It’s a fast project that can be made with fine yarn scraps (like sock yarn or baby yarn); it will fit your wrist and express your very own ideas. Conveniently, those ideas are easily understood by non-kniters who might not decipher a subtle message of self-reliance, DIY spirit, and creativity from your hand-knit socks made with hand-spun yarn. While working on this project I read a few books like Craftivism by Joan Tapper and Knitting for Good by Besty Greer who coined the term ‘craftivism’ to see if something like that existed already but I didn’t find anything. Betsy’s book confirmed my feeling that these little statements that I would literally wear on my sleeve are mostly directed at myself and only then at others. It’s what I want the world to know about me (that I am a knitter, for one) but it’s also a powerful self-motivator. It’s like a new year’s resolution, displayed publicly,  that forces its owner to live up to it. If you wonder what I am talking about, here are some more examples. This wristband reads ‘NS locavore’.

(I am holding a zucchini from my friend’s garden but it was too big to fit in a picture.)

Wikipedia defines locavore as ‘a person interested in eating food that is locally produced, not moved long distances to market’. And that’s exactly what our family is trying to do. We have a little garden patch in the community garden, we go to farmers’ market, and choose locally grown NS foods over imported ones in a supermarket. Does all my grocery list originate in our province? No. But wearing this thingy makes me more willing to take an extra trip to the market and pay premium prices to support local farmers and stomp a bit lighter in our carbon footprint. It makes me feel like I am the kind of person who does such things and then I actually do them.

I often wondered if it was possible to influence others as well, could this little project be viewed as idea-spreading? I was wearing my locavore band almost daily for about two months (durability — check!), and some people asked me about it. I explained what it means, and received a polite ‘I see’. To be completely honest, I don’t think it has more power than a bumper sticker. (Unless you think those change the world one bored driver stuck in traffic at a time). Reading an idea conveniently packaged for your consumption is nearly not as powerful as the one you spell out yourself, stitch by stitch, and display on your hand for the world to see.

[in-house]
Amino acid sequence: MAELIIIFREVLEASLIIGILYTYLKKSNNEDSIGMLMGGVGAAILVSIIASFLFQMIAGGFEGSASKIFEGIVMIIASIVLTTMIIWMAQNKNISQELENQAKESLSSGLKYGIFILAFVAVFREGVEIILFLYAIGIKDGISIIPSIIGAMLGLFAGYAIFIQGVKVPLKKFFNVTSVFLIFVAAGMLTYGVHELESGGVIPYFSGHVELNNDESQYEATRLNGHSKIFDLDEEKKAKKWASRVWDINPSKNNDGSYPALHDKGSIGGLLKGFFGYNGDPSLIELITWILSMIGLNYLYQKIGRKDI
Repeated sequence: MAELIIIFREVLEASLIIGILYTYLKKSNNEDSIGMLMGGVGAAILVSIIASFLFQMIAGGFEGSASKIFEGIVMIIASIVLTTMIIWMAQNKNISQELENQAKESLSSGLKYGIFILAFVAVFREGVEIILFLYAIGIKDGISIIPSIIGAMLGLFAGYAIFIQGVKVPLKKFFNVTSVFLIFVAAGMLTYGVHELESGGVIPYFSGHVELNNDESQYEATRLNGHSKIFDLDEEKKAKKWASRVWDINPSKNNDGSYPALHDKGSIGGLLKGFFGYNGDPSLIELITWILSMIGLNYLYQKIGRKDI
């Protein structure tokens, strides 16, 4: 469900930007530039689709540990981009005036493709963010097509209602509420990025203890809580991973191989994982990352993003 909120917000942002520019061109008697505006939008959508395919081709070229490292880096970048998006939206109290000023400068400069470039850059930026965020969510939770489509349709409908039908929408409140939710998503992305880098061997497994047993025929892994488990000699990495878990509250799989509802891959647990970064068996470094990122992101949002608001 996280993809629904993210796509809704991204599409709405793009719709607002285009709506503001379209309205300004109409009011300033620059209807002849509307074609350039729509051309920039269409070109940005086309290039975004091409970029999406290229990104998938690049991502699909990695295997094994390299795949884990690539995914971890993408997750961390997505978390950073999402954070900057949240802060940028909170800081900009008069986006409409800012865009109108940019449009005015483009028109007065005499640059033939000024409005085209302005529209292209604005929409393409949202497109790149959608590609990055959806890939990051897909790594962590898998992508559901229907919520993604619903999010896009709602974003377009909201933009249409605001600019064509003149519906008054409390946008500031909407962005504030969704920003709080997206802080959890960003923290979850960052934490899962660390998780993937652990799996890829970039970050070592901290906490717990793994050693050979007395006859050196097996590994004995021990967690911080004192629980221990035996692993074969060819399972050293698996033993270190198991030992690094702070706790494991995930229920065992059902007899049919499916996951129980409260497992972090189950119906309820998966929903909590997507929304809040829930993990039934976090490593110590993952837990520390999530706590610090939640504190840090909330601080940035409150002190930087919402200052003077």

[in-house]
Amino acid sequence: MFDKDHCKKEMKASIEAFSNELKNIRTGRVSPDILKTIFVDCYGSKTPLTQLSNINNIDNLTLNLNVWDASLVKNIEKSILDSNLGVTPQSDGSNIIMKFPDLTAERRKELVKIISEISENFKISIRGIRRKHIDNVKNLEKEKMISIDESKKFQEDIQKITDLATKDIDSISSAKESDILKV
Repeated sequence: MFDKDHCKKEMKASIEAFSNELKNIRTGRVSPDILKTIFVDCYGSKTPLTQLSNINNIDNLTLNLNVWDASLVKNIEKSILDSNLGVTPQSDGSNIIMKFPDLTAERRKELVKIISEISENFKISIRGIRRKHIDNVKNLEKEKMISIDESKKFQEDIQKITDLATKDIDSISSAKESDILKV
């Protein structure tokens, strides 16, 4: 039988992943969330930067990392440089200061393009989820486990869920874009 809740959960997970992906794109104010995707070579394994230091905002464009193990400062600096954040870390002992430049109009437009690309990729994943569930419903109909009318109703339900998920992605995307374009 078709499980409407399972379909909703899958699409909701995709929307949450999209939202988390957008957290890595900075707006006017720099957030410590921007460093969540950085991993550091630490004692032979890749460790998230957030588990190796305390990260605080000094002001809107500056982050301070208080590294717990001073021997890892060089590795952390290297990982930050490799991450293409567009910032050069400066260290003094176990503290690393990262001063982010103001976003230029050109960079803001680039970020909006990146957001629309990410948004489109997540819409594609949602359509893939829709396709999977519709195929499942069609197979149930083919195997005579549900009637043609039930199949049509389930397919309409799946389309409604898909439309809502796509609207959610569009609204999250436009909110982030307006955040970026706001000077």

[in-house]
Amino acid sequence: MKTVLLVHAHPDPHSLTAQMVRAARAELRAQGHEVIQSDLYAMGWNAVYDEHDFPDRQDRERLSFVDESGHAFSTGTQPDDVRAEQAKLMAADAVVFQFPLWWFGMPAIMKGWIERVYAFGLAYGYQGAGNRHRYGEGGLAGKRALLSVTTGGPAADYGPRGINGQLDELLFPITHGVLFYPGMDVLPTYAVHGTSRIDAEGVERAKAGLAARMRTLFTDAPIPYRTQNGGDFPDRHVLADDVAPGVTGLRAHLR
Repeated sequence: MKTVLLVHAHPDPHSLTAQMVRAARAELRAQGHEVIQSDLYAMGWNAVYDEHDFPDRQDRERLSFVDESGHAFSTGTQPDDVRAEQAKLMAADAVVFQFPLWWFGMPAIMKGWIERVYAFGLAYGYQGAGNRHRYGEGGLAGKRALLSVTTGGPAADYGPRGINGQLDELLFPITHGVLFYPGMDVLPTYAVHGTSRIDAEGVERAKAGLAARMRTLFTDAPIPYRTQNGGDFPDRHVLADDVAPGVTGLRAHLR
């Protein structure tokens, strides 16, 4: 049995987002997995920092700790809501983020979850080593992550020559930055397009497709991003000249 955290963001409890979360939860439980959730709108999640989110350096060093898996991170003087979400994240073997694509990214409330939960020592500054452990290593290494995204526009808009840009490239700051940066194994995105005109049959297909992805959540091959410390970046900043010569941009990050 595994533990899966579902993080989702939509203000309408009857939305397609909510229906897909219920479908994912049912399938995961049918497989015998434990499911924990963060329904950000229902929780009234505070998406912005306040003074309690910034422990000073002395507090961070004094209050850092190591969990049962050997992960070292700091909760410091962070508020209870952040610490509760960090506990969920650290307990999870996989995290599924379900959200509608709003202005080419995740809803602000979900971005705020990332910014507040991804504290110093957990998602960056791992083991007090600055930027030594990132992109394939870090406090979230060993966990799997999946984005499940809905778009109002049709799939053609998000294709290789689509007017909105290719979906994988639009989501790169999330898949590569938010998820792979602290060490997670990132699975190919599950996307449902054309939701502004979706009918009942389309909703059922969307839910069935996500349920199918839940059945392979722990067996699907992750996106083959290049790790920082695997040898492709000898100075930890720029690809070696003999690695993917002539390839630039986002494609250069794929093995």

So I decided to check the middle ground and made a wristband for my husband. It says ‘I bike’. Now, truth to be told it should have said ‘I was biking to work last summer until something broke in that old bike my friend gave me; it’s expensive to fix it and the bike didn’t fit me anyway’. Since I was researching the motivational power of my knitted creation, I went with aspiration, not the status quo. Plus, I don’t think my husband would be wearing knitted leg warmers covered in lengthy messages in public.

To make it more visually appealing, I used a chart, where the word bike is a pictogram. To fit three of them, I had to use finer yarn. It turned out pretty if a bit feminine so I made another one, in grey and black. Since only two chart panels fit that gauge, I separated them by what I imagine to be bike tracks.

He really likes them and wears them although he says ‘Well, I don’t bike now‘. But that’s the whole point, I wonder if he would be motivated to live up to the warm and fuzzy expectation on his wrist. (These things are strangely comforting, by the way).

Two days later.

See that shiny handle? It’s a new bike. I think it worked.

I am now creating a little library of letters, digits, and symbols that can be used for an infinite number of messages  — political, personal or cryptic — and I will gladly share it with knitters who would like to express their views in stitches.